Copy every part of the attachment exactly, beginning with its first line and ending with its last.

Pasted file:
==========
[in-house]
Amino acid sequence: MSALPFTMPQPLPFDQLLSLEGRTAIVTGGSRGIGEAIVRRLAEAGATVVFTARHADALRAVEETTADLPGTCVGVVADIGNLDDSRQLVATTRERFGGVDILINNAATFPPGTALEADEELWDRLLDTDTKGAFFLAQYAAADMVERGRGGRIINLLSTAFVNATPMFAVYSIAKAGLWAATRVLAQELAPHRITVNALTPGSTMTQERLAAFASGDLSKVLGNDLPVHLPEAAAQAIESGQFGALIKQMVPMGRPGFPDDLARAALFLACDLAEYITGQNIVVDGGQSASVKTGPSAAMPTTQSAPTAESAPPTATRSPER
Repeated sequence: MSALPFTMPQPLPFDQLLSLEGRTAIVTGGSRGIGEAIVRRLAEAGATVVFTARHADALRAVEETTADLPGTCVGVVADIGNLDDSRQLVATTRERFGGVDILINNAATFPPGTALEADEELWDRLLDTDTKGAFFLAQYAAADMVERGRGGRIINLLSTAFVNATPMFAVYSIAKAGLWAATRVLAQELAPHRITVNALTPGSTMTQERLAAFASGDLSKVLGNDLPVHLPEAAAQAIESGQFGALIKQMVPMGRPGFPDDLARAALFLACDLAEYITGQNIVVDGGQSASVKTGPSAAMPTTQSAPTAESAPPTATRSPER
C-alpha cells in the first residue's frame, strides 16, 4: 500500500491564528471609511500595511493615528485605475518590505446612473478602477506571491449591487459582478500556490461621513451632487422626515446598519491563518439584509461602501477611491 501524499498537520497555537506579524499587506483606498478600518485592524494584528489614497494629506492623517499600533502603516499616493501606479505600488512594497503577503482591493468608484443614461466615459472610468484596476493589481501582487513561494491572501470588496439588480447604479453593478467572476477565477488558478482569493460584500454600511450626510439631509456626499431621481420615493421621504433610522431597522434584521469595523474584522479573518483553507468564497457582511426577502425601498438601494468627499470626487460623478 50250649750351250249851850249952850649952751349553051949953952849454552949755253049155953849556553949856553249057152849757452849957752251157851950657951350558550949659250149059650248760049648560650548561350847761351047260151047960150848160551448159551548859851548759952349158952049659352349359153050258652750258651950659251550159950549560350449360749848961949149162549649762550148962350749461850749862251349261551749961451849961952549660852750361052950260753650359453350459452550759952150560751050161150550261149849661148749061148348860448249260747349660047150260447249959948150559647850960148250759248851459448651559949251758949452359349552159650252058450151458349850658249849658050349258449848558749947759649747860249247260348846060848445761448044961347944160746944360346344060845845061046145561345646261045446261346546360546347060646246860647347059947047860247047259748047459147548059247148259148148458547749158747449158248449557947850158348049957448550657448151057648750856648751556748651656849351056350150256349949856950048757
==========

[in-house]
Amino acid sequence: MSALPFTMPQPLPFDQLLSLEGRTAIVTGGSRGIGEAIVRRLAEAGATVVFTARHADALRAVEETTADLPGTCVGVVADIGNLDDSRQLVATTRERFGGVDILINNAATFPPGTALEADEELWDRLLDTDTKGAFFLAQYAAADMVERGRGGRIINLLSTAFVNATPMFAVYSIAKAGLWAATRVLAQELAPHRITVNALTPGSTMTQERLAAFASGDLSKVLGNDLPVHLPEAAAQAIESGQFGALIKQMVPMGRPGFPDDLARAALFLACDLAEYITGQNIVVDGGQSASVKTGPSAAMPTTQSAPTAESAPPTATRSPER
Repeated sequence: MSALPFTMPQPLPFDQLLSLEGRTAIVTGGSRGIGEAIVRRLAEAGATVVFTARHADALRAVEETTADLPGTCVGVVADIGNLDDSRQLVATTRERFGGVDILINNAATFPPGTALEADEELWDRLLDTDTKGAFFLAQYAAADMVERGRGGRIINLLSTAFVNATPMFAVYSIAKAGLWAATRVLAQELAPHRITVNALTPGSTMTQERLAAFASGDLSKVLGNDLPVHLPEAAAQAIESGQFGALIKQMVPMGRPGFPDDLARAALFLACDLAEYITGQNIVVDGGQSASVKTGPSAAMPTTQSAPTAESAPPTATRSPER
C-alpha cells in the first residue's frame, strides 16, 4: 500500500491564528471609511500595511493615528485605475518590505446612473478602477506571491449591487459582478500556490461621513451632487422626515446598519491563518439584509461602501477611491 501524499498537520497555537506579524499587506483606498478600518485592524494584528489614497494629506492623517499600533502603516499616493501606479505600488512594497503577503482591493468608484443614461466615459472610468484596476493589481501582487513561494491572501470588496439588480447604479453593478467572476477565477488558478482569493460584500454600511450626510439631509456626499431621481420615493421621504433610522431597522434584521469595523474584522479573518483553507468564497457582511426577502425601498438601494468627499470626487460623478 50250649750351250249851850249952850649952751349553051949953952849454552949755253049155953849556553949856553249057152849757452849957752251157851950657951350558550949659250149059650248760049648560650548561350847761351047260151047960150848160551448159551548859851548759952349158952049659352349359153050258652750258651950659251550159950549560350449360749848961949149162549649762550148962350749461850749862251349261551749961451849961952549660852750361052950260753650359453350459452550759952150560751050161150550261149849661148749061148348860448249260747349660047150260447249959948150559647850960148250759248851459448651559949251758949452359349552159650252058450151458349850658249849658050349258449848558749947759649747860249247260348846060848445761448044961347944160746944360346344060845845061046145561345646261045446261346546360546347060646246860647347059947047860247047259748047459147548059247148259148148458547749158747449158248449557947850158348049957448550657448151057648750856648751556748651656849351056350150256349949856950048757